Private School Tuition Reimbursement Under IDEA: the “10-Day Notice Requirement.”
The Individuals with Disabilities Education Act (“IDEA”) specifically authorizes the remedy of private school tuition reimbursement where a public school district has failed to offer an appropriate program and placement to an eligible student with disabilities. Under such circumstances, the child’s parents may enroll the child in a private school and then seek in a Special Education Due Process hearing tuition reimbursement from the school district for the private school placement. In order to obtain an award of tuition reimbursement, the parents must establish three elements: (1) the program and placement set forth in the last Individualized Education Program (“IEP”) offered by the school district was inappropriate to meet the student’s needs; (2) the private school chosen by the parents is appropriate; and (3) the equities of the case do not support a reduction or complete denial of tuition reimbursement.
The third requirement is particularly important, and yet often overlooked. Many courts have viewed this requirement in terms of the cooperation of the parents with the school district in the IEP process. For example, did the parents attend all IEP meetings?; did the parents visit any offered placements before turning them down?; and did the parents keep an open mind and seriously consider an IEP offered by the school district rather than pre-deciding to turn down any offered IEP and instead only seek private school tuition reimbursement?
While the factors that may be considered in this inquiry can be many and diverse, there is one very specific requirement that is contained within the text of the IDEA statute itself: the parents must, at least 10 business days prior to “removal of the child from the public school,” provide the school district written notice that they are rejecting the proposed IEP, and setting forth their concerns and their intention to enroll the child in a private school and seek tuition reimbursement from the school district. This requirement, the “10-day notice requirement,” is intended to allow a school district sufficient time to propose a new IEP to attempt to remedy the parents’ concerns prior to the student leaving the school district.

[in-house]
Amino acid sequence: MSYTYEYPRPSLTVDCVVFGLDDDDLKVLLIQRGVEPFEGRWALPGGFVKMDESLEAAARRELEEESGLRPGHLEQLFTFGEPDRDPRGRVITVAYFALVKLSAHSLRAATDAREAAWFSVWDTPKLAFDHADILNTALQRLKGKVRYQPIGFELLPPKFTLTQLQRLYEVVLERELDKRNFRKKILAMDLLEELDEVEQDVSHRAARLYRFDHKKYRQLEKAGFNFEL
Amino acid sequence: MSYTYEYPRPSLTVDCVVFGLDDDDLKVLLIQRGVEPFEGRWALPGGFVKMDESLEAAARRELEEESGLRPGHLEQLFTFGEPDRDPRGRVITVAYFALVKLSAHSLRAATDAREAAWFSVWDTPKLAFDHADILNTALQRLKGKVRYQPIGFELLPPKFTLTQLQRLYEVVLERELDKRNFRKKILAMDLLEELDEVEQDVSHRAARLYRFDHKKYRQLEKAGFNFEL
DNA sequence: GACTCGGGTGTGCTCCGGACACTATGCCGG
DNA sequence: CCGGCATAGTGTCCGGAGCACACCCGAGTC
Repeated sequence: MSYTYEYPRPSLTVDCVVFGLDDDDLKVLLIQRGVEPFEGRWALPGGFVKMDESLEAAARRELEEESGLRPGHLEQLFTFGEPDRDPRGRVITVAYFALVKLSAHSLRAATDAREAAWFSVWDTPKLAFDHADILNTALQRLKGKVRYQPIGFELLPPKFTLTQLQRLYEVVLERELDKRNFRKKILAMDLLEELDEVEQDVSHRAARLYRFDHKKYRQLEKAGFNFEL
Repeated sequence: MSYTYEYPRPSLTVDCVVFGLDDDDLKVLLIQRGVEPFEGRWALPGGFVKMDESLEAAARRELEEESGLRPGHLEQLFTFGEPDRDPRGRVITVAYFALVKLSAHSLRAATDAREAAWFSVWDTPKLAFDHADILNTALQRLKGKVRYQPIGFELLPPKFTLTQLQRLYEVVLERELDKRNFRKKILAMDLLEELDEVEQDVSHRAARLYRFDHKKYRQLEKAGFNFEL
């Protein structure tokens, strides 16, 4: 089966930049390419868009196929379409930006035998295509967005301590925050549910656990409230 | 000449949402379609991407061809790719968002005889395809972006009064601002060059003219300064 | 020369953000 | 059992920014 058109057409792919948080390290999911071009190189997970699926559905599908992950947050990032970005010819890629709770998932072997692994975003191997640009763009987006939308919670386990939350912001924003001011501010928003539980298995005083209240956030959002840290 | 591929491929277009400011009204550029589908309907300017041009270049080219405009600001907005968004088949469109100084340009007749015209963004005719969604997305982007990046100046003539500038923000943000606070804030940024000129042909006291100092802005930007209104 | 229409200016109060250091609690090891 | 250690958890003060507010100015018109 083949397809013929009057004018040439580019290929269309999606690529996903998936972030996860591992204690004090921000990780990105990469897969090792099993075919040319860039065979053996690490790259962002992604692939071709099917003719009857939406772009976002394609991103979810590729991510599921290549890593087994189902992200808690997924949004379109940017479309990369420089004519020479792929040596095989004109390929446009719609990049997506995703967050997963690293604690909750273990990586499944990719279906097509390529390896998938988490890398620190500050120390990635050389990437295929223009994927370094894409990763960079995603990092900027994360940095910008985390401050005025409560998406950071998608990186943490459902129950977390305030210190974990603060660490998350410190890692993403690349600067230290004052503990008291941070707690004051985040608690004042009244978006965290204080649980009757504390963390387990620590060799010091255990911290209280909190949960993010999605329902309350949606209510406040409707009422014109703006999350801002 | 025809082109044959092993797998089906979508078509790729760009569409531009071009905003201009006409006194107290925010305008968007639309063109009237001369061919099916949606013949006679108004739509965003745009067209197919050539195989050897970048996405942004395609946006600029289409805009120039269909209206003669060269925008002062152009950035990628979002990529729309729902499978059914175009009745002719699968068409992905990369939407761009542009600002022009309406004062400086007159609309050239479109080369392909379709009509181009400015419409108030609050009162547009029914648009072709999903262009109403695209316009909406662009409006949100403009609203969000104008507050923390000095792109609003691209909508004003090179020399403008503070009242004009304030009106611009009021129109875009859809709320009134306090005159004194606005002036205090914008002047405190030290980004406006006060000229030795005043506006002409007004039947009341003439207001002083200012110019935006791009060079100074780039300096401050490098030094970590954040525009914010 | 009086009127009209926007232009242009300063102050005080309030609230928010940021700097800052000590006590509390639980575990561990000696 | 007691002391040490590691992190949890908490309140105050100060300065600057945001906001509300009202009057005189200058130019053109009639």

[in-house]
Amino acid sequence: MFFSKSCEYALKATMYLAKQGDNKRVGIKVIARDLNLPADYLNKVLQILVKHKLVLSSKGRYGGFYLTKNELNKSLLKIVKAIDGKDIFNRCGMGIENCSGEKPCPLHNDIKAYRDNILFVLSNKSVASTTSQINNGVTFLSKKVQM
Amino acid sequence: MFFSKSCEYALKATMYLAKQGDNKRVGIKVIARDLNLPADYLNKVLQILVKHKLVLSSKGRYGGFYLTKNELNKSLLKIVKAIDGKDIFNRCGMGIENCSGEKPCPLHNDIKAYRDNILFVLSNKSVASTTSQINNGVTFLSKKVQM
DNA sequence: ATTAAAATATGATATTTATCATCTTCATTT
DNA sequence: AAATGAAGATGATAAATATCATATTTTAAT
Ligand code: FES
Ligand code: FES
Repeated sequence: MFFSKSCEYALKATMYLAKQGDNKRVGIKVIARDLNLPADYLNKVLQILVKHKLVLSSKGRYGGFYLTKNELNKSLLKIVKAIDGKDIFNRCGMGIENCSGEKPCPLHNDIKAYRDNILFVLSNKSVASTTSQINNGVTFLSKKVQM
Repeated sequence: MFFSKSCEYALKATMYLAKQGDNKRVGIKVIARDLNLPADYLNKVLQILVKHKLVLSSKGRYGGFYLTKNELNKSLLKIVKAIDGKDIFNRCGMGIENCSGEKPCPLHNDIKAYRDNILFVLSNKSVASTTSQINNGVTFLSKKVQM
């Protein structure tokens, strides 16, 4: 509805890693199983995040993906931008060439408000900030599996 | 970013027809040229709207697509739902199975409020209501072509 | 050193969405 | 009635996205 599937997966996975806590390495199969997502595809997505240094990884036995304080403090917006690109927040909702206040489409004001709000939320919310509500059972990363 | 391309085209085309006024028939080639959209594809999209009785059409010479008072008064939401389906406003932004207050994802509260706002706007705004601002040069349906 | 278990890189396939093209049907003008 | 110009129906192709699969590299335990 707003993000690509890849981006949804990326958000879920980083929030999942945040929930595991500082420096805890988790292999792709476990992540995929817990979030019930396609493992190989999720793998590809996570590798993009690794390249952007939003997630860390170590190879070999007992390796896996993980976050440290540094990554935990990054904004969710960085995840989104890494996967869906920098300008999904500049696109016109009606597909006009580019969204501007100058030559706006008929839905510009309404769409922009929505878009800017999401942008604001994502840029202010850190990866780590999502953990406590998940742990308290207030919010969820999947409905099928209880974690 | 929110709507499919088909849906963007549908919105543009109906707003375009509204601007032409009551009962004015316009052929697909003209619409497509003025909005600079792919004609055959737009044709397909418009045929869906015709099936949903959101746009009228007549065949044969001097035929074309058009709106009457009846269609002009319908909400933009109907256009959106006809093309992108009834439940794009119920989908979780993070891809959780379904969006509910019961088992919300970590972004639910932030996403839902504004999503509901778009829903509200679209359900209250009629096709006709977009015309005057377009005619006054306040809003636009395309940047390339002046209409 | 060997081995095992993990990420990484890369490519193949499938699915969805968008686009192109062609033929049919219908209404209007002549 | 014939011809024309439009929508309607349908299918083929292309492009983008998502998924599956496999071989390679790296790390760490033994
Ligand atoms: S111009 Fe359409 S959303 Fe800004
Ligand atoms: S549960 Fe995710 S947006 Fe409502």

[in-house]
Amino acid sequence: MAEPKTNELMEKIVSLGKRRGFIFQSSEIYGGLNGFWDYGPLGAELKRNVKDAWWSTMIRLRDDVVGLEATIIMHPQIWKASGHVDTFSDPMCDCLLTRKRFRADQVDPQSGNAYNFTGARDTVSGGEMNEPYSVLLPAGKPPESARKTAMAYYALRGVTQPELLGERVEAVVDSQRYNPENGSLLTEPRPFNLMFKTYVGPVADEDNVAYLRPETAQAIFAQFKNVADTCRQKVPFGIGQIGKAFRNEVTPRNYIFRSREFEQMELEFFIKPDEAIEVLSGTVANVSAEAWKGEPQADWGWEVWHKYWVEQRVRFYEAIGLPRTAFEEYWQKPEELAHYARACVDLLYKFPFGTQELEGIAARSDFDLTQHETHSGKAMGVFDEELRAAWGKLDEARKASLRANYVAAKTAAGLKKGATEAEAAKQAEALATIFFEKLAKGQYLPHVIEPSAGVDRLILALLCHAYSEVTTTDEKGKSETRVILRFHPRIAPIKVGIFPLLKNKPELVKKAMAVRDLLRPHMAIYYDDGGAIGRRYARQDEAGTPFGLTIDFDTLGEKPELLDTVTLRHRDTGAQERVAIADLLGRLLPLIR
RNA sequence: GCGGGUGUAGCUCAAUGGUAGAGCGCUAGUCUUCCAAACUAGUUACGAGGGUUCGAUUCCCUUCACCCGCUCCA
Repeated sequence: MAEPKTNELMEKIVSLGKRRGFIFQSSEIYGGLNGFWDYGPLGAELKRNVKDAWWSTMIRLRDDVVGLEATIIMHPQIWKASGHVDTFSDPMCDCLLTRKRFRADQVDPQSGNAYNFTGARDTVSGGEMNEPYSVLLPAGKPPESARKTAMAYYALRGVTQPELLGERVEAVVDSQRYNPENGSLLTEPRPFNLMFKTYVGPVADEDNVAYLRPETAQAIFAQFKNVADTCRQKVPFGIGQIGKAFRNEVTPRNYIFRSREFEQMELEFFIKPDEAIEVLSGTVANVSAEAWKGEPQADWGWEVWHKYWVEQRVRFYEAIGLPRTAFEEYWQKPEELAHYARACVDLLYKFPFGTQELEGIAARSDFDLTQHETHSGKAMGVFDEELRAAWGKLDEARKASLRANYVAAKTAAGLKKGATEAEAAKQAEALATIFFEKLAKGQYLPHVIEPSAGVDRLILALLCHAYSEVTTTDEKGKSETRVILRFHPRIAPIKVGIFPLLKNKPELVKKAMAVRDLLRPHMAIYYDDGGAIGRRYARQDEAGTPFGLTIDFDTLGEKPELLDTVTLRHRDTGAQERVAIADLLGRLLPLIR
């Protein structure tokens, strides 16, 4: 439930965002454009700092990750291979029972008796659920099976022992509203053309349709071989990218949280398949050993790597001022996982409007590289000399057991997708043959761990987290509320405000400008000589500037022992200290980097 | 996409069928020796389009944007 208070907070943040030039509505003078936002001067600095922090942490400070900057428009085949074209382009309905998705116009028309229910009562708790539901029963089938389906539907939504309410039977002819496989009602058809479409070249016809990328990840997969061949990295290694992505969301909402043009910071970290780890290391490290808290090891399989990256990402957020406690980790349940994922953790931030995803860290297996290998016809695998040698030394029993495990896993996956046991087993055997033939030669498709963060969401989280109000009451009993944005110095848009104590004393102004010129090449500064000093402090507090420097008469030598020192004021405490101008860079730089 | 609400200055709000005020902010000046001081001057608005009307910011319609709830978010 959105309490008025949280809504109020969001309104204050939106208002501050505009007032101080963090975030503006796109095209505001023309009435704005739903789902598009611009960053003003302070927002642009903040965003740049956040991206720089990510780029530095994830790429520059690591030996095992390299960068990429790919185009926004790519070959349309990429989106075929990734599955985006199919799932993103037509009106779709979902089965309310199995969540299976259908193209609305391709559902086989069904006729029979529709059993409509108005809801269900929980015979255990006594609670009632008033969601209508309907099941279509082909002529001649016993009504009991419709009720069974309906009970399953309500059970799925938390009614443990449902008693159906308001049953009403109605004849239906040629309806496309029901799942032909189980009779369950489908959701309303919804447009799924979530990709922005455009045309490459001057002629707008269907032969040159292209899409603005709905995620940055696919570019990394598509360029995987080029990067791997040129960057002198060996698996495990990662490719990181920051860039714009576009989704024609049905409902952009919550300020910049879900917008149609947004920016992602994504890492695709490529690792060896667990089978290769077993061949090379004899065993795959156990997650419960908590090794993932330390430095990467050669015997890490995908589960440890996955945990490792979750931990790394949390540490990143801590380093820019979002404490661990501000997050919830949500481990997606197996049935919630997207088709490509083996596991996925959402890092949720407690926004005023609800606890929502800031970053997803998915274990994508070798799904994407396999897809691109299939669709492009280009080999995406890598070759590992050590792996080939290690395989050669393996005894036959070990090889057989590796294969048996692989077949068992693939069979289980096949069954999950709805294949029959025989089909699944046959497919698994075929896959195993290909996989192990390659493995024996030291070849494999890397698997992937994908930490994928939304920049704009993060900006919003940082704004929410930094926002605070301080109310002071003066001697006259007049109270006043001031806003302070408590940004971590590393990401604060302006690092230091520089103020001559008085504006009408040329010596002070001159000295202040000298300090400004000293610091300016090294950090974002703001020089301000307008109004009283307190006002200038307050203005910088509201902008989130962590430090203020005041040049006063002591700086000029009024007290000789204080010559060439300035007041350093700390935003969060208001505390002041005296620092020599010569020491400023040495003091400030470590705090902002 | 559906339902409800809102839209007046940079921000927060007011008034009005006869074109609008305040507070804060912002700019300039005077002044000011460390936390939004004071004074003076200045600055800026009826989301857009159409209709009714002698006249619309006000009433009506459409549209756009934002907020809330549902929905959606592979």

While this requirement seems relatively straightforward, it raises an issue that courts have addressed on numerous occasions: when is a child “removed” from the public school? This issue is important as many private schools require an enrollment contract to be signed, and a deposit paid, well in advance of a child’s attending the school. Recently, a federal court in New Jersey held that a student was “removed” from the public school when her parents signed an enrollment contract with a private school, and paid a 10 % tuition deposit, in May 2016, even though the child continued to attend the public school for the remainder of the school year, and did not start at the private school until the following Fall. Thus, the court interpreted “enrollment in a private school” as “removal” even though the student stayed in the public school, and the parents retained the right to keep the child in the public school with only the sacrifice of their deposit. The court found that the parents’ failure to provide the required notice at least ten business days before signing the enrollment agreement violated the 10-day notice requirement, and subjected the parents to tuition reimbursement reduction or denial. The court, however, recognized that the failure to provide the notice likely did not practically impede the school district’s ability to propose a new IEP before the student started attending the private school in the Fall, and strongly hinted that the presiding Due Process Hearing Officer should not entirely deny tuition reimbursement on this basis.
Other courts, in contrast to the New Jersey court, have found that merely putting a deposit down for a private school, or signing an enrollment contract that does not carry a heavy financial penalty, does not necessarily equate to “removal” of the student under the 10-day notice rule. Courts recognize that parents can permissibly take such actions to reserve a “spot” for the student while still working in good faith to agree on an appropriate IEP. However, what may be considered “removal” of a student may change on a case-by-case basis. Thus, parents who must sign an enrollment contract, put down a deposit, and/or take some other action to reserve a student’s place in a private school should seriously consider providing the required 10-day notice before doing so, or any future tuition reimbursement claim could be denied or reduced. If notice is given, it may be prudent to state in the notice that the parents, despite the enrollment, intend to continue to cooperate with the school district in the IEP process, and will seriously consider an offered public school placement.
By Michael Gehring, Esq., McAndrews Law Offices, P.C.